Breast Cancer Vaccine Clinical Trial

National Clinical Trial No. 01570036

Providence Regional Cancer Partnership is now enrolling patients for a new breast cancer vaccine clinical trial.  This national clinical research study will determine the effectiveness of a vaccine to prevent the recurrence of breast cancer.  The Cancer Partnership is one of only 13 locations in the United States offering the trial and the only site in Washington.
 
Why Is It Important For Me To Participate?
Breast cancer is the most common malignancy and second most common cause of cancer-related death among women in the United States. Despite advances in the diagnosis and treatment of breast cancer, one-third of the women who develop the disease will die of the disease, accounting for approximately 40,000 deaths per year. While good primary therapies such as surgery, radiation and chemotherapy are available to treat early stage breast cancer, there is a substantial failure rate to these therapies in more advanced disease.
 
Another way to attack cancer is to use therapies meant to stimulate a patient’s immune system to recognize and destroy tumor cells. These new therapies are known as immunotherapies. The ultimate goal of cancer immunotherapy research is to design safe and efficient therapies that can be used as preventive strategies for patients at risk for breast cancer recurrence. Because these immunotherapies are still in development, you may not benefit directly from being in this or other clinical trials: however, by participating in this trial, you may find satisfaction in taking part in research that will benefit the health of future generations.
 
What Is The Purpose Of This Research?
The specific purpose of this research is to test the development of an anti-cancer vaccine (NeuVax) in order to find out whether or not this vaccine will reduce the chance of cancer recurrence in women who have already been treated for breast cancer. The trial is also aiming to see if Herceptin®, a drug which is already approved for some types of breast cancer, can also be effective in combination with the vaccine against the type of breast cancer that you have.
 
The vaccine is made from a cancer protein called HER2/neu, which you may know was part of your tumor, and GM-CSF, an FDA-approved drug that stimulates bone marrow to make new white blood cells. Earlier studies in breast and ovarian cancer patients showed that the body makes T-cells (killer white blood cells) in response to the vaccine. The vaccine has been found to be safe in Phase I trials (the earliest human testing meant to show safety).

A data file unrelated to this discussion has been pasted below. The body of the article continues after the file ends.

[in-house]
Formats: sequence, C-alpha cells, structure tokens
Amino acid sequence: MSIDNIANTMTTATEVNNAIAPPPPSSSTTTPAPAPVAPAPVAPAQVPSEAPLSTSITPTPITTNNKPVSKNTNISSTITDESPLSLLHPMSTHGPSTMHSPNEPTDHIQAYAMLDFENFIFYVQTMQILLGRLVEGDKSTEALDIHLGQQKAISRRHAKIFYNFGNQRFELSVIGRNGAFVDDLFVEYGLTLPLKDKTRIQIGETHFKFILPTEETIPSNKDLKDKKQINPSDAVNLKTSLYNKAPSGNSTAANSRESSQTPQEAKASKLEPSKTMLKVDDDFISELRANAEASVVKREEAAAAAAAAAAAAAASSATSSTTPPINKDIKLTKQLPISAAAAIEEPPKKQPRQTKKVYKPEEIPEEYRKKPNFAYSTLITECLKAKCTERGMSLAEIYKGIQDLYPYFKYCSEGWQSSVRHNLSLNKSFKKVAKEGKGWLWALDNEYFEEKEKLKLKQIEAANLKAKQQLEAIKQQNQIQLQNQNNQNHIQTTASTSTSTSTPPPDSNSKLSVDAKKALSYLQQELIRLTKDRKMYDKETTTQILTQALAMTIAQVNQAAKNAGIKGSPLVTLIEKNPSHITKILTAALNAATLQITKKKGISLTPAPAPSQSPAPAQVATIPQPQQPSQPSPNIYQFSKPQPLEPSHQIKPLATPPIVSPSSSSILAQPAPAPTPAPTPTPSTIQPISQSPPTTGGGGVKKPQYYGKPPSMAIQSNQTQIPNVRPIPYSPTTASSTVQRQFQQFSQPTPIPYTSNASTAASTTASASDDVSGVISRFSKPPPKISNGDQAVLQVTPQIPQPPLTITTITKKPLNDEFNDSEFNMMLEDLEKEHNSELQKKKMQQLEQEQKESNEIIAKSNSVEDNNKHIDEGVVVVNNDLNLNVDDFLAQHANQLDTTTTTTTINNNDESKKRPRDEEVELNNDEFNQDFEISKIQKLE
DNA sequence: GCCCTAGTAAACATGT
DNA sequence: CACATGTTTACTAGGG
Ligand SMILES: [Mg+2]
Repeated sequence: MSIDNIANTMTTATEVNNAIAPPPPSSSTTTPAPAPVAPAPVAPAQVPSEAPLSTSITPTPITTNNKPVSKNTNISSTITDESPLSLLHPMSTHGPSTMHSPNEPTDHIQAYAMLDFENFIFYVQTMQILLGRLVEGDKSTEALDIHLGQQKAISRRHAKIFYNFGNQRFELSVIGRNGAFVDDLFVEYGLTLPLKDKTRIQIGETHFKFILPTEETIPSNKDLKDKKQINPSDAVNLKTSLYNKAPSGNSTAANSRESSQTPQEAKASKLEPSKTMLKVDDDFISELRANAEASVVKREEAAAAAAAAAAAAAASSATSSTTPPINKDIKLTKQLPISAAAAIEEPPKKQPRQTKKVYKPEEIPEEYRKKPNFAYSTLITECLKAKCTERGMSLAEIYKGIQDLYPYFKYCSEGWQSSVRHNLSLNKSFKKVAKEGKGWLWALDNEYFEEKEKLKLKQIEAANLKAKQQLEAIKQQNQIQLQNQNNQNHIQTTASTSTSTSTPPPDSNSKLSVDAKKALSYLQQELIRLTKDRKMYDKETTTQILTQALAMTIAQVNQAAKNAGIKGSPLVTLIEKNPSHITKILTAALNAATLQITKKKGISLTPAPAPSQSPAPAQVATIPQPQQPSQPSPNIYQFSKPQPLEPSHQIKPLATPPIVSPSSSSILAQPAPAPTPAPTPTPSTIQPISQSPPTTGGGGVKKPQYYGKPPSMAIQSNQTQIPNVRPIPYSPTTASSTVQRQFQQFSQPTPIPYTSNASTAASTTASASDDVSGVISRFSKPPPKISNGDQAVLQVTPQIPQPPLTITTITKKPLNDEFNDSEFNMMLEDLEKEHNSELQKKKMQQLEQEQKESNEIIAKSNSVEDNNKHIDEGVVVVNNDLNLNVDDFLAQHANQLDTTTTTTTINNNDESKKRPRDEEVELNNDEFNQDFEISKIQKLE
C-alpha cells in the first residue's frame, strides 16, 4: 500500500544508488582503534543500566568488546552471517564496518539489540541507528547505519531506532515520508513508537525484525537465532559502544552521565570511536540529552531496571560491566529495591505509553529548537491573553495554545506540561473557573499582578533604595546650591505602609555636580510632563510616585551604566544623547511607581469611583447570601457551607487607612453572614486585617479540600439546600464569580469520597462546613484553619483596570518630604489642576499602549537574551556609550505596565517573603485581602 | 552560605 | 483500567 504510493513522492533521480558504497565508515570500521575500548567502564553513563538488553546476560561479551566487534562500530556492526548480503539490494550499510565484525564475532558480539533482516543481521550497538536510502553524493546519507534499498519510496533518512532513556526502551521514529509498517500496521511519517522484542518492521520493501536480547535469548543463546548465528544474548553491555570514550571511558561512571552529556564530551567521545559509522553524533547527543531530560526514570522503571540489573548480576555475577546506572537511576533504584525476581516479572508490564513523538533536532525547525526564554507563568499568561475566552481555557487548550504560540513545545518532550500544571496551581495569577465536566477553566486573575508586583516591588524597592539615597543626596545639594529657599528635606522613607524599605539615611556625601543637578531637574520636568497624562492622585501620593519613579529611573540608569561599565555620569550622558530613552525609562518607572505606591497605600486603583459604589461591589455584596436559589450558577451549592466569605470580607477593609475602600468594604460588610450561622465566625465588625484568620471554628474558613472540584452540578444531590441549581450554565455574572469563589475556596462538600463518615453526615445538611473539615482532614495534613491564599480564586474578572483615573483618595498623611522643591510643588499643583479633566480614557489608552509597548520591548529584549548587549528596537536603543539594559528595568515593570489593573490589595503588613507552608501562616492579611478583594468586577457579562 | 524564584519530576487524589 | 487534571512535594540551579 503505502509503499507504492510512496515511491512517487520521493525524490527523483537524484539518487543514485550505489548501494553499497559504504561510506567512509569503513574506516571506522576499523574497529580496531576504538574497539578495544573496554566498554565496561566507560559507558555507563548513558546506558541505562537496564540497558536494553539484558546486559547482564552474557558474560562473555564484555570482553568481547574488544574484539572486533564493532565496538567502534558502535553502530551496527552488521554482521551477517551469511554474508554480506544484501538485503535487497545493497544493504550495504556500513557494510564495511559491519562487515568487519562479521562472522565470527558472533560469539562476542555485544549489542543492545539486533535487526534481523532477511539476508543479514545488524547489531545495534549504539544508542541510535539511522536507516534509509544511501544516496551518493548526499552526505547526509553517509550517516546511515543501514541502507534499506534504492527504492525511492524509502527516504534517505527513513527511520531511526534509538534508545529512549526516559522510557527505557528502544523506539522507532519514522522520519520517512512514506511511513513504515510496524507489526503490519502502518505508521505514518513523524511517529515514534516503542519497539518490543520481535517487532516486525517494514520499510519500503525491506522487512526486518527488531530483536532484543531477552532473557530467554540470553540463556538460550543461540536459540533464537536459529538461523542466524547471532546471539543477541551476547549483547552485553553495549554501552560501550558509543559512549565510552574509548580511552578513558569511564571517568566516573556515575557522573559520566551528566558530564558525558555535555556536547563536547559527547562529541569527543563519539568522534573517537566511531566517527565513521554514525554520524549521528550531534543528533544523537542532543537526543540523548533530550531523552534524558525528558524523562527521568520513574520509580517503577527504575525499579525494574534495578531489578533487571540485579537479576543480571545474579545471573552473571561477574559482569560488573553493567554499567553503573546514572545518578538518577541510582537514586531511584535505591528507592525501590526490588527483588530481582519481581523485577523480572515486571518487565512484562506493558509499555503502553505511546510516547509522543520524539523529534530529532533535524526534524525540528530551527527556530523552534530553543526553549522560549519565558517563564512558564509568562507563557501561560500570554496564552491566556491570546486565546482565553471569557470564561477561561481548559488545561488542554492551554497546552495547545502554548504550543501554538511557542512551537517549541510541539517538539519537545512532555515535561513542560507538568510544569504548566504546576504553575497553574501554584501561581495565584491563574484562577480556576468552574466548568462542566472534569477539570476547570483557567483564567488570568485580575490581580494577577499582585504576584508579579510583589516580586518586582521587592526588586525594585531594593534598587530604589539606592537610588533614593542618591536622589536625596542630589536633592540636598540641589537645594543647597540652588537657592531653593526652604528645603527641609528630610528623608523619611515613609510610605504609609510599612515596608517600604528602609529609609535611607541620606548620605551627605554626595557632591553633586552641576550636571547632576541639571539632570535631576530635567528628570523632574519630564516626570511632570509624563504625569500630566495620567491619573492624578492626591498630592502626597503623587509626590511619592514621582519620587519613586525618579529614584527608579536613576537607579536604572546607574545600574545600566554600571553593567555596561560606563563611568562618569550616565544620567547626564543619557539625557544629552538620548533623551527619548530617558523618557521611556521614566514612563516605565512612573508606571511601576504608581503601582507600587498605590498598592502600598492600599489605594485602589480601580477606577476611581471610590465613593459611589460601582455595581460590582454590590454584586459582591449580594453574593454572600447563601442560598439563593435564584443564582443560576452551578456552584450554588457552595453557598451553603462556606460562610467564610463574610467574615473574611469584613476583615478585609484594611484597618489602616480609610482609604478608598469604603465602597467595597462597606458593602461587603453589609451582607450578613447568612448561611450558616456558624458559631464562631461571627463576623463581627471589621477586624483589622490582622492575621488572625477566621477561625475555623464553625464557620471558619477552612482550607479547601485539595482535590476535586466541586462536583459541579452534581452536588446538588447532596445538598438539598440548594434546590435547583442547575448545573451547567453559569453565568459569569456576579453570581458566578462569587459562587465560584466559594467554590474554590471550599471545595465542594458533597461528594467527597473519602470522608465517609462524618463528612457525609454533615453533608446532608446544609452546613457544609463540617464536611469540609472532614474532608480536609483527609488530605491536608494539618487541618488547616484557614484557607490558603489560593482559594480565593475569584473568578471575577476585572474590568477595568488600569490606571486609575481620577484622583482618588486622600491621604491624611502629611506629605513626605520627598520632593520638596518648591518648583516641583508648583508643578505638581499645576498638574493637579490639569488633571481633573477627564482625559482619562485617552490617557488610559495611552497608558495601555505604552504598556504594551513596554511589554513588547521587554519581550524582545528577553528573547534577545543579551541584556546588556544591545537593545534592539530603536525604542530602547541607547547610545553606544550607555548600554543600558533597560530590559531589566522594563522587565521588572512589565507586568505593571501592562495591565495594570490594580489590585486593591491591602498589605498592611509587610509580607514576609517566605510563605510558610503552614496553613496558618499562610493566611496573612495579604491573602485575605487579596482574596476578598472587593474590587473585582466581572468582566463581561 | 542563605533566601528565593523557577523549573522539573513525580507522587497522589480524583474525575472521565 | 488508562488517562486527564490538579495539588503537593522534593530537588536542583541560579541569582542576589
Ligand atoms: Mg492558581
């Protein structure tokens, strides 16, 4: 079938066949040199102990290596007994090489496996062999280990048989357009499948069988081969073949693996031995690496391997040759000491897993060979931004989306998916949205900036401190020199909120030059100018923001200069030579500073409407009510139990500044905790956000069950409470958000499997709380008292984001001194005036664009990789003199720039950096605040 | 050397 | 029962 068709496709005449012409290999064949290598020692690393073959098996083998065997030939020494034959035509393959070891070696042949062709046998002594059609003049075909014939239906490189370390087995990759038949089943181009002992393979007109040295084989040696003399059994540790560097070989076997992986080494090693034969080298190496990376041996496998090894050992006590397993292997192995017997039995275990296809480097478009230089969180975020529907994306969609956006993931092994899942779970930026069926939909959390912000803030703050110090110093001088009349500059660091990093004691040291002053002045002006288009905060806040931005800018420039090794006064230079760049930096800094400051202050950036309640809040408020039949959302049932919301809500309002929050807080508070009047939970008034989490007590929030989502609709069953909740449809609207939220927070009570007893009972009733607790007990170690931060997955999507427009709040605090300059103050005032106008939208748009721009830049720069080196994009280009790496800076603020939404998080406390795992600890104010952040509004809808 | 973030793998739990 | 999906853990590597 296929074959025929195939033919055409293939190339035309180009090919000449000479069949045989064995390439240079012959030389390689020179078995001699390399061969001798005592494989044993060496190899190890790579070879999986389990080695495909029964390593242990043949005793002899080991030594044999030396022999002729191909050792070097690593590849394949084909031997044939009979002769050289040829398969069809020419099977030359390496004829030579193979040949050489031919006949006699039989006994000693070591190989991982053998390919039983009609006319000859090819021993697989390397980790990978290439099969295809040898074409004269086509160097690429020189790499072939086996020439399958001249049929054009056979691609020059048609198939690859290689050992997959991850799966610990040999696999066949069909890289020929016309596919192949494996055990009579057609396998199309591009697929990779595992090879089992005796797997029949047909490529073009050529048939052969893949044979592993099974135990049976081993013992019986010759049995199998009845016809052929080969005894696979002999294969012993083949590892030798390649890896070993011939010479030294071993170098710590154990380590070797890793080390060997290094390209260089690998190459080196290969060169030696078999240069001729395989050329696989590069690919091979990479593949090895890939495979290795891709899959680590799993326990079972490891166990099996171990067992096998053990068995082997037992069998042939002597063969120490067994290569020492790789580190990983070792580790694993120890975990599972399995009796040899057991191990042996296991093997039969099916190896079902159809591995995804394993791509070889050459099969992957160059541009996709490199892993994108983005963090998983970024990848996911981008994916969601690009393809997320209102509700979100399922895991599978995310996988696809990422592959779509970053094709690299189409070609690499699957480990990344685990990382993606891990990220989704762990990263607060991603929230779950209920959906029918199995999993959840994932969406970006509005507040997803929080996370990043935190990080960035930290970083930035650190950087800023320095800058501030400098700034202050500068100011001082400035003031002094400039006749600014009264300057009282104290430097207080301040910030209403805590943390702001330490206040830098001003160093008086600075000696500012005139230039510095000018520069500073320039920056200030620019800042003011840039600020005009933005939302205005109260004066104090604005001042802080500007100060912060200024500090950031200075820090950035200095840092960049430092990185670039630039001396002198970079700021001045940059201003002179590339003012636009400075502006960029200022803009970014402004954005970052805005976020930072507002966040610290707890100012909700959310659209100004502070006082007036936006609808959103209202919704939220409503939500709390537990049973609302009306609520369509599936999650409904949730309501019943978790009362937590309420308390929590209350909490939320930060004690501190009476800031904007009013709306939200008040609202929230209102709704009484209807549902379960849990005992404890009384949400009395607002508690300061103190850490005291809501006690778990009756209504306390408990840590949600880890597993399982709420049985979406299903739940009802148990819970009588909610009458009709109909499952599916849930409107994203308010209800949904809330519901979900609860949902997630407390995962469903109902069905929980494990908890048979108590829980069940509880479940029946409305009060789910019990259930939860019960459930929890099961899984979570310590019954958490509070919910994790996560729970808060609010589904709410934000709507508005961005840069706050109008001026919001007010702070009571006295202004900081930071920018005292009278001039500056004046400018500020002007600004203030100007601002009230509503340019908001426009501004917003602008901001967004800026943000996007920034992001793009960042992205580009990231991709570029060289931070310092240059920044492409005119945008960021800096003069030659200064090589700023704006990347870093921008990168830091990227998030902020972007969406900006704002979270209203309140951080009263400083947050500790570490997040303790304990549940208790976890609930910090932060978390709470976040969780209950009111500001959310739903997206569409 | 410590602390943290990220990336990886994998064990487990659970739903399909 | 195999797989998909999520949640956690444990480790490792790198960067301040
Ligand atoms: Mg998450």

Furthermore, in additional trials, stimulation of the immune system by this vaccine appears to reduce the rate of breast cancer recurrence in patients with either a node-positive or a high-risk node-negative breast cancer. Therefore, in this study, we are testing the combination of Herceptin and the vaccine to see if the two will be even better together in preventing recurrences.
 
Who Is Eligible To Participate?
You are eligible if you have had a diagnosis of invasive breast cancer; if you are at risk for your breast cancer coming back; and if your tumor cells show a specific amount of protein called HER2/neu on their cell surfaces. You must also pass a screening process to see if you are eligible to receive the vaccine and if it is safe for you to do so.
 
What Is The Screening Process?
This evaluation (screening) will include a review of your general health and any medical problems. As well, the screening will review laboratory testing to check the health of your internal organs, and perform HLA typing (a sort of blood type for your cells). If you are HLA-A2 or A3 positive (approximately 70% of Americans), you will be eligible to receive either Herceptin® + NeuVax (E75 +GM-CSF) or Herceptin® + GM-CSF alone. You will not be told which you are receiving.
 
How Long Is The Research And How Often Will I Need To Come In for My Research Study Treatments?
Total participation time in the trial is 36 months, and there are approximately 40 visits over this 3 year period. Many of these visits will only last 15 minutes, but some will last for 1 ½ hrs.
 
How Are The Herceptin® And Vaccine Injections Given?
The Herceptin® is given through a vein in your arm or through your chemotherapy port, if you still have this. The vaccine injections will be administered into the skin on your leg in 2-4 injections.
 
Can You Tell Me More About The Blood Draws?
Prior to the first Herceptin® IV infusion, and prior to some of the vaccine injections, you will have approximately 10 teaspoons of blood drawn each time to perform tests to see if your immune cells are responding to the study treatments. Blood is drawn approximately 12 times during the trial.
 
Where Can I Find Out More About This Study?
A description of this clinical trial is available on http://www.ClinicalTrials.gov under National Clinical Trial No. 01570036, as required by U.S. Law.  
 
How Do I Become Involved?
To determine eligibility, please call the Providence Regional Cancer Partnership at 425-297-5500.

Learn more about Providence Regional Cancer Partnership